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Implementing SACPA: Orange County’s Experience. October 16, 2008 ACJR Semi-annual Conference Christie Gardiner, Ph.D. California State University, Fullerton [email protected] This research was partially funded by National Institute of Justice Dissertation Research Grant, 2007-IJ-CX-0031.

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Implementing sacpa orange county s experience

Implementing SACPA:Orange County’s Experience

October 16, 2008ACJR Semi-annual ConferenceChristie Gardiner, Ph.D.California State University, [email protected]

This research was partially funded by National Institute of Justice Dissertation Research Grant, 2007-IJ-CX-0031

How did sacpa affect drug offenders and the criminal justice system in orange county
How did SACPA affect drug offenders and the criminal justice system in Orange County?

  • Mixed Methods Research

    • Interviews, Observations, Time Series Analysis

  • Semi-structured interviews

    • 60+ practitioners from 14 agencies

    • Grounded theory approach

Ready set implement
Ready… Set … Implement! system in Orange County?

  • Pilot Study began March 2001

  • Dedicated “Prop36” Court model

  • Navigated confidentiality & personality issues

  • Implementation Hurdles

  • Previous collaborations were a huge benefit

Unintended Consequences and Frustration lead Law Enforcement Officers to adopt strategies that circumvent the law

  • Patrol Officers

    • Changes in arresting behavior

  • Narcotics Units

    • More time spent on surveillance, working other crimes

Estimated Number of O.C. Drug Possession Offenders Sentenced 2001-2005*, with and without Prop36 as Law

* Excluding 2004, due to data issues at the state level

Orange County Jail 2001-2005

  • More arrests  more bookings

  • Prop36 offenders: More violations, new crimes

  • CDCR overcrowding affects OCJ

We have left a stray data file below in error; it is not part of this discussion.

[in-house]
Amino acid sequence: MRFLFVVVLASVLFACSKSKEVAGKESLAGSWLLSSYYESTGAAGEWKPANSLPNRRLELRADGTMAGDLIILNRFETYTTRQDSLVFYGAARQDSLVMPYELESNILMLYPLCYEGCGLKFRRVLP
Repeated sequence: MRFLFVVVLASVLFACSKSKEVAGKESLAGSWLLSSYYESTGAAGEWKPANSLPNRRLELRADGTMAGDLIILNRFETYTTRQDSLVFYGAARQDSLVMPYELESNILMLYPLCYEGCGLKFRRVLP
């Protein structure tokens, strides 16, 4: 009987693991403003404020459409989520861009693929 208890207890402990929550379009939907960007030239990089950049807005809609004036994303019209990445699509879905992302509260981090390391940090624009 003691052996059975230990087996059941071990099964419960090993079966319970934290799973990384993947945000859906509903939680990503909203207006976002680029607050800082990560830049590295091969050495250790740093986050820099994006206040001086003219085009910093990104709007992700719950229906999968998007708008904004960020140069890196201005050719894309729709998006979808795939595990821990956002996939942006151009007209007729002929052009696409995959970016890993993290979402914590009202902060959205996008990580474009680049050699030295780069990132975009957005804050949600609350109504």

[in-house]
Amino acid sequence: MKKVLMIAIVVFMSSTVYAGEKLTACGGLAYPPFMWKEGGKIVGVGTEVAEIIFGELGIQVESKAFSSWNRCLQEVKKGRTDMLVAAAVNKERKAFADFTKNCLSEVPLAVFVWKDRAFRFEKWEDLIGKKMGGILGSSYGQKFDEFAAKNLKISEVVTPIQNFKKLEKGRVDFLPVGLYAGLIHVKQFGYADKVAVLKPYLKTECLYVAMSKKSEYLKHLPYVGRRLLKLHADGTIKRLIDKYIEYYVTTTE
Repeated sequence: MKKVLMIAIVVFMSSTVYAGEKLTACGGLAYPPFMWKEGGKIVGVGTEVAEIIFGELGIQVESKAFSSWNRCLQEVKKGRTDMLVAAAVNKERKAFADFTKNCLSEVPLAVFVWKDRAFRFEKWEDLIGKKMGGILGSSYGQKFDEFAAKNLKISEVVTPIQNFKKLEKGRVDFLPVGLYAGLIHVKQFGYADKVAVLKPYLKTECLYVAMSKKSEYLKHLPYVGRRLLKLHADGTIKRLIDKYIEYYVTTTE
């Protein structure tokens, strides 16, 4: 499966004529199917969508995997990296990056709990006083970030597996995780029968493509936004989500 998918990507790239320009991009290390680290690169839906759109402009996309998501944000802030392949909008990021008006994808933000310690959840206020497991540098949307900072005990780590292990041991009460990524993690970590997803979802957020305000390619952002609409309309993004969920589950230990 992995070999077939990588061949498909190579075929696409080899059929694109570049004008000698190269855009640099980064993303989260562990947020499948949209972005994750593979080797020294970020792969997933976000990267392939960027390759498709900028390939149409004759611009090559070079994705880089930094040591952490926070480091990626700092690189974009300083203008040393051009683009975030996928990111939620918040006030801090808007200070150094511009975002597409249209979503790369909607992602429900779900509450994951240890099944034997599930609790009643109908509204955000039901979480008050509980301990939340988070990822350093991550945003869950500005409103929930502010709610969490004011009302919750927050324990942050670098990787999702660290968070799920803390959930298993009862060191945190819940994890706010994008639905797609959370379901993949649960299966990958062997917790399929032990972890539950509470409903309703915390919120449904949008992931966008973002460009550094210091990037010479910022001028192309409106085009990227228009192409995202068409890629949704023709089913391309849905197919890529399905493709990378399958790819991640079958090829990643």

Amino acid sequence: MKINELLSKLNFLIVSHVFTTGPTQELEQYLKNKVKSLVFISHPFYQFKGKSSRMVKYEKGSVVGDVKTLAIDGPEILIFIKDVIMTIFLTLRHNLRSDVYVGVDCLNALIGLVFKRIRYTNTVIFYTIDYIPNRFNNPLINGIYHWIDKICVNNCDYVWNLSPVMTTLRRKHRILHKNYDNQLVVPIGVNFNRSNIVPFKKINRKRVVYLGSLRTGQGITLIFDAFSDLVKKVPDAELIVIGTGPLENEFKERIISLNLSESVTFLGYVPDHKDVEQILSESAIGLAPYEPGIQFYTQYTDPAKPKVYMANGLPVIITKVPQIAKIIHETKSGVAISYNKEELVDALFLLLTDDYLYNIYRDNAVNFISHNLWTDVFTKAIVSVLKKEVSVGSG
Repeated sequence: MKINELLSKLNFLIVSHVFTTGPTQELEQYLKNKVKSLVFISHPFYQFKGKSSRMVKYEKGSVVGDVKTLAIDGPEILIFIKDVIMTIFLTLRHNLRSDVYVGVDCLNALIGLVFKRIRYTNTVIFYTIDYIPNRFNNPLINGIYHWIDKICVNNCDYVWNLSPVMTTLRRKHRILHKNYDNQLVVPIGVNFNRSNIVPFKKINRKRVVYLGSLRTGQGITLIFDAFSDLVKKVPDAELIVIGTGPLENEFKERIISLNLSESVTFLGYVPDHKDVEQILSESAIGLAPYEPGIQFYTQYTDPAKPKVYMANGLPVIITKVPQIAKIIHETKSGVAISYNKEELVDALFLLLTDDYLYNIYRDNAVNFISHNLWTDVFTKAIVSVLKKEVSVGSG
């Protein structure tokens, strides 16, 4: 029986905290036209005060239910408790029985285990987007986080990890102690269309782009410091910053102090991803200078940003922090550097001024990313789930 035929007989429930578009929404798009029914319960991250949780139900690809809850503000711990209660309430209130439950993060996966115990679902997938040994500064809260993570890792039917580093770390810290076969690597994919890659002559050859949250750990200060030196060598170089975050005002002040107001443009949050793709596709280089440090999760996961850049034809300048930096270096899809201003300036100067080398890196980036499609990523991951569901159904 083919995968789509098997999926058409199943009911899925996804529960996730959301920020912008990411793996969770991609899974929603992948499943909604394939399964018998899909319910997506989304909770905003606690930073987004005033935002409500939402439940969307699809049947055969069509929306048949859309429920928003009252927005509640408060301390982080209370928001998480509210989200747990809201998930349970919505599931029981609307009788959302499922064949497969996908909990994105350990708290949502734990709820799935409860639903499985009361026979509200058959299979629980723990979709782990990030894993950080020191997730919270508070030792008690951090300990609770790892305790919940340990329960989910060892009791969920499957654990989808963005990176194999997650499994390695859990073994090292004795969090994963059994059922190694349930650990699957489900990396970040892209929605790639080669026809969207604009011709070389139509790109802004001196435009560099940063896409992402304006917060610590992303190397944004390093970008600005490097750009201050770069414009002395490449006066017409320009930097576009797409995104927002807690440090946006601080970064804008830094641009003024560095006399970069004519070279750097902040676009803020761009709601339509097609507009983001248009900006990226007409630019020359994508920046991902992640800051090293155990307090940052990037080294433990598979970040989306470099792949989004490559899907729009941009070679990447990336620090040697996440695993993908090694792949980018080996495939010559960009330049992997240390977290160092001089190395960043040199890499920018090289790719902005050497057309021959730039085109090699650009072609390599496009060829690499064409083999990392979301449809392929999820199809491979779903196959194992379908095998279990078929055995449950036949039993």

• “No noticeable impact.”

    • -- How can that be?

O c superior court
O.C. Superior Court 2001-2005

  • More pleas at earlier stages

  • Most cases “re-handled” multiple times

    • Judges use discretion to order offenders to court

  • City Attorney’s Office adopted “letter of the law” stance

  • Public Defender absorbed additional work

Probation department was overwhelmed
Probation Department was overwhelmed 2001-2005

  • 45% of all new cases were Prop. 36’ers

  • On average, 325 new Prop. 36’ers each month

  • Staff strain (1:100 caseloads became 1:250)

Probation dept had to innovate in order to cope
Probation Dept. had to innovate in order to cope 2001-2005

  • “Co-locate” strategy

  • Department re-organization

  • Many offenders “banked”

  • Petitioned Court to “relieve supervision” responsibility upon completion of treatment

  • Created “dual diagnosis” caseloads

  • Assigned misdemeanor cases to HCA

Parole agents navigate the system to achieve their desired outcomes
Parole Agents navigate the system to achieve their desired outcomes

  • Agents encourage parolees to waive their rights to Prop36

  • Decision to violate or “COP” is complex

    • Based on expected action by Board

  • Different funding streams complicates treatment options

Summary impacts on o c offenders
Summary… Impacts on O.C. offenders outcomes

  • ≈3,400 O.C. drug offenders are diverted from incarceration and receive treatment annually

  • Unintended Consequences

    • Net widening effect on arrests

    • More offenders convicted of misdemeanor drug offenses after being arrested for felony drug crimes

Summary impacts on o c practitioners
Summary: Impacts on O.C. practitioners outcomes

  • Street-level bureaucrats found ways to circumvent law to achieve goals

  • Intended and Unintended Consequences

    • Frustrated many practitioners

    • Changed the makeup & success of drug courts

    • Spurred major innovation at some agencies

      • Inadequate funds

    • Expanded collaborations b/t CJS and Healthcare

Lessons from o c
Lessons from O.C. outcomes

  • Prop36 is not working as intended

  • Two issues at the heart of the matter

    • a mismatch between offenders’ treatment needs and the treatment provided by Proposition 36 funds

    • balancing failure as a part of addiction with the incentives and sanctions that are necessary components of behavior modification programs

Suggested improvements
Suggested improvements outcomes

  • Additional discretion regarding participation

  • Graduated sanctions

  • Strengthen treatment component

  • Additional resources required

  • Improve communication b/t practitioners at various agencies